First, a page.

Faced with a tight labour market and a pool of largely untapped talent, United Overseas Bank Group (UOB) saw an opportunity to do some good even as it addressed a structural problem. In May 2013, it launched an “inclusive employment” initiative that would offer meaningful career opportunities for persons with special needs.
In particular, the local bank was looking to hire people with autism because they typically possessed abilities that they were after – a keen eye for details and accuracy in their work; a high level of concentration; as well as reliability and commitment.
Together with the Autism Resource Centre’s (ARC) Employability and Employment Centre, UOB redesigned work processes, modified its office environment and developed structured training programmes to enable persons with autism to work at its Scan Hub operations centre.
Scan Hub is the bank’s nerve centre for the checking, digitisation and archiving of customer documents. Employees who work here must possess a sharp eye for detail and a methodical approach – qualities that match the abilities of persons with autism.
“By focusing on an individual’s abilities and contribution in the workplace,we began our initiative with the firm belief that we were creating meaningful, long-term employment opportunities that would benefit both the Bank and the people we employ,” said Ms Agnes Wong, Executive Director, Centre of Excellence and Asset Management Operations Centre, Group Technology and Operations, UOB. She noted that Scan Hub was chosen for this programme as jobs at the centre were designed to be repetitive and in smaller job sizes.
To help ensure its new employees would succeed, UOB and ARC established selection, onboarding, training and counselling services. This involved the bank assigning work buddies to each employee to help them adjust to their working environment. ARC also placed job coaches onsite to guide the new hires on their daily work requirements and to train supervisors on how to best manage persons with autism.
“This is to help reduce employees’ learning curve and to enable them to achieve their performance objectives, if they have the aptitude and attitude to perform tasks that are structured and repetitive to begin with,” she said.
There are currently 17 employees with special needs working at UOB Scan Hub – 16 with autism and one who is hearing impaired. To identify potential candidates, ARC conducted a robust personality and job fit assessment programme based on the job requirements. Selected candidates then had to undergo both hard skills and soft skills training to prepare them to work in an office environment. UOB also created more visual job aids, two-way cabinets to organise document flow, as well as customised arrangements to accommodate the employees with autism. These changes have also benefitted the hearing impaired employee.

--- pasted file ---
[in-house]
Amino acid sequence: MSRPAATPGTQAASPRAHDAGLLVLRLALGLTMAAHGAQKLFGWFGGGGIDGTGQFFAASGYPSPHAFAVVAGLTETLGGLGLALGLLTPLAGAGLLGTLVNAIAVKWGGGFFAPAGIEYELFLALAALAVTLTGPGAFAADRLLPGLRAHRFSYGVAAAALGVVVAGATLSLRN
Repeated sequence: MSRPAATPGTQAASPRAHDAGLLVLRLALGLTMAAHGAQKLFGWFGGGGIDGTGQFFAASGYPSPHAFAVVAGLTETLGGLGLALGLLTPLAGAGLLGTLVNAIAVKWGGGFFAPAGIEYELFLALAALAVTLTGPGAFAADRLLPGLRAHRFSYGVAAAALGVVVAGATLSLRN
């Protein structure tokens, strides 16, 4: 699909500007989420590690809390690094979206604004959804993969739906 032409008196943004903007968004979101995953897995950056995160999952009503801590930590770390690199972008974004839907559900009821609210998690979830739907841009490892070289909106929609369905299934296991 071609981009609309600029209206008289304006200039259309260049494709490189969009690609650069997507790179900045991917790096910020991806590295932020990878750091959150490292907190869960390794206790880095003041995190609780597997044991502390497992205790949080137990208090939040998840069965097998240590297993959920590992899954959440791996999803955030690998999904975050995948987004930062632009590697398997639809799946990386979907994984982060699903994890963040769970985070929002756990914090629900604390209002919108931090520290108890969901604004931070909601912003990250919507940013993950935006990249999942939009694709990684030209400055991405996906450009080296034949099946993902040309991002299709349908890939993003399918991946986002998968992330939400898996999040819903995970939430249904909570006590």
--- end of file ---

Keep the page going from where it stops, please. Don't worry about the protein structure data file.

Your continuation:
Along the way, UOB was focused on ensuring that the initiative had to be sustainable, and not merely another CSR activity. “Another chaIlenge faced was developing the right supervisory and engagement model to create an inclusive community within UOB Scan Hub,” revealed Ms Wong.
The results have been encouraging so far. Since redesigning the roles and hiring the team, employee turnover at UOB Scan Hub has decreased to 5 per cent in December 2015, compared with 50 per cent prior to 2013.
Overall work productivity has also increased. Some 40 per cent of employees performed above set KPls in January 2015 when output performance measurements were implemented. The score doubled by December the same year, with 80 per cent of employees performing above set KPls.
Meanwhile, the rest of the organisation has been receptive to the work being done at Scan Hub. “The UOB management and employees have been very supportive of this initiative as it is another demonstration of UOB’s continuous inclusive journey,” said Ms Wong.
The initiative has also won recognition outside of the bank. In July 2014,the programme’s “Target Operating Model” was graded as world-class by Kanchi, an Irish social enterprise that is committed to promoting inclusive business. UOB was also awarded the NTUC Model Partnership Award in May 2015 for its successful collaboration with ARC and SG Enable.
“The systematic and structured way in which UOB trains, places and coaches employees with special needs promises a sustainable and scalable employment model for other employers,” said Ms Denise Phua, President of ARC and Mayor of Central Singapore District.
“By focusing on each person’s abilities, the bank has shown how companies can achieve higher business productivity and strengthen the team culture,” SG Enable’s CEO, Ms Ku Geok Boon, added.
Going forward, UOB will continue to invest in developing training and career progression plans to help employees with special needs take on more responsibilities at the Scan Hub. The bank will also tap on SG Enable’s Open Door Programme – an initiative that provides employers with financial support to organise apprenticeships, to redesign jobs and to modify the workplace when they hire people with special needs.
“We offer ongoing cross-training opportunities as part of job enlargement and employee development to enhance their value contribution to the bank. With proper performance measurement, some employees have developed capabilities which have led to their promotion to the next job grade,” Ms Wong shared.
This article was abridged from the Business Times (26 Feb), p25, “Transforming the employment landscape”